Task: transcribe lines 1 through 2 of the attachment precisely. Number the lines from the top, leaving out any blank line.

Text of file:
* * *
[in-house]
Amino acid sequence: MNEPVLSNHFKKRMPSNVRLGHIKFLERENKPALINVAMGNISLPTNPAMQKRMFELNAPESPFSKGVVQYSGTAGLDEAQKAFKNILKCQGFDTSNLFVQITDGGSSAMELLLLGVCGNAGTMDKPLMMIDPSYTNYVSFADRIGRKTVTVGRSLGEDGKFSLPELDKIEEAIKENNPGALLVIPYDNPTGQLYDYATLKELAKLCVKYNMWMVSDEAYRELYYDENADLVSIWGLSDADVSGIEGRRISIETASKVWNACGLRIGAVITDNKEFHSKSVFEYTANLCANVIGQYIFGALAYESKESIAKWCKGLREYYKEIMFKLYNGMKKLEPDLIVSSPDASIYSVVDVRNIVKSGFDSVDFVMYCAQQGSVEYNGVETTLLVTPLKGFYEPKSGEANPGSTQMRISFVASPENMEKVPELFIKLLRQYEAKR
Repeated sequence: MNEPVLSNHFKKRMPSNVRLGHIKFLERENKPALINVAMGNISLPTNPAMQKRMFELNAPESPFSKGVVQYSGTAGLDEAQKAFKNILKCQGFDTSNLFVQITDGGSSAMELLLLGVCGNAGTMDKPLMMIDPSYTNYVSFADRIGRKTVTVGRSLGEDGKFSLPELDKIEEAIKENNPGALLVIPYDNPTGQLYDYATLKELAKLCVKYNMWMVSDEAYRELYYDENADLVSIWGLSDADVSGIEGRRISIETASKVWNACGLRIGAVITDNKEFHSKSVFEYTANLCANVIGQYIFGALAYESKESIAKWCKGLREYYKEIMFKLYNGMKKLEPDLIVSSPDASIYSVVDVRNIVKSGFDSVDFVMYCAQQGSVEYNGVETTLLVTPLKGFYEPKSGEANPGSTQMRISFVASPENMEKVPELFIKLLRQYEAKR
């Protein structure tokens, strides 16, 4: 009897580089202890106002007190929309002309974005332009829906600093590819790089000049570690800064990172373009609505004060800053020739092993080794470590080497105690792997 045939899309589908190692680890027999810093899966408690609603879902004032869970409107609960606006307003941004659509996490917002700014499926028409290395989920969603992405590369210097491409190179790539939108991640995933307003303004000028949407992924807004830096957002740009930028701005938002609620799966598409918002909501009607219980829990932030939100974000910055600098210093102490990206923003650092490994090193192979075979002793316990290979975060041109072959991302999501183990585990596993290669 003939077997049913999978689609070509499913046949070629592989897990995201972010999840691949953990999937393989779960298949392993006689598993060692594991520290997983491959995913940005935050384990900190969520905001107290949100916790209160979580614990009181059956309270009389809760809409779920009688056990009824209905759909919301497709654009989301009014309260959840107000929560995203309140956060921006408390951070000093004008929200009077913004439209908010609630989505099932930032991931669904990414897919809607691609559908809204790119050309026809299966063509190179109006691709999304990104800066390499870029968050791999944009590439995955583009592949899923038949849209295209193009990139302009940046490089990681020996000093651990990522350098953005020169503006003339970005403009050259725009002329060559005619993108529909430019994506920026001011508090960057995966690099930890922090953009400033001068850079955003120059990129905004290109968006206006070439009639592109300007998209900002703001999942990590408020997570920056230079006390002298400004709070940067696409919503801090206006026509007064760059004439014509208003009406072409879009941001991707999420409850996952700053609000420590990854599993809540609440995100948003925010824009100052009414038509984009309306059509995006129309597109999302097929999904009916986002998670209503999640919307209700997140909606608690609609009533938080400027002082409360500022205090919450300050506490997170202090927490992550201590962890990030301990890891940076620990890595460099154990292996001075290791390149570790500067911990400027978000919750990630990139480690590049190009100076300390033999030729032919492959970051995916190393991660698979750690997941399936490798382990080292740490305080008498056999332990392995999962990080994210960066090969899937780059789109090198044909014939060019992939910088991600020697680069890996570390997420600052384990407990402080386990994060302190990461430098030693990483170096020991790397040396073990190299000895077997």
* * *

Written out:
[in-house]
Amino acid sequence: MNEPVLSNHFKKRMPSNVRLGHIKFLERENKPALINVAMGNISLPTNPAMQKRMFELNAPESPFSKGVVQYSGTAGLDEAQKAFKNILKCQGFDTSNLFVQITDGGSSAMELLLLGVCGNAGTMDKPLMMIDPSYTNYVSFADRIGRKTVTVGRSLGEDGKFSLPELDKIEEAIKENNPGALLVIPYDNPTGQLYDYATLKELAKLCVKYNMWMVSDEAYRELYYDENADLVSIWGLSDADVSGIEGRRISIETASKVWNACGLRIGAVITDNKEFHSKSVFEYTANLCANVIGQYIFGALAYESKESIAKWCKGLREYYKEIMFKLYNGMKKLEPDLIVSSPDASIYSVVDVRNIVKSGFDSVDFVMYCAQQGSVEYNGVETTLLVTPLKGFYEPKSGEANPGSTQMRISFVASPENMEKVPELFIKLLRQYEAKR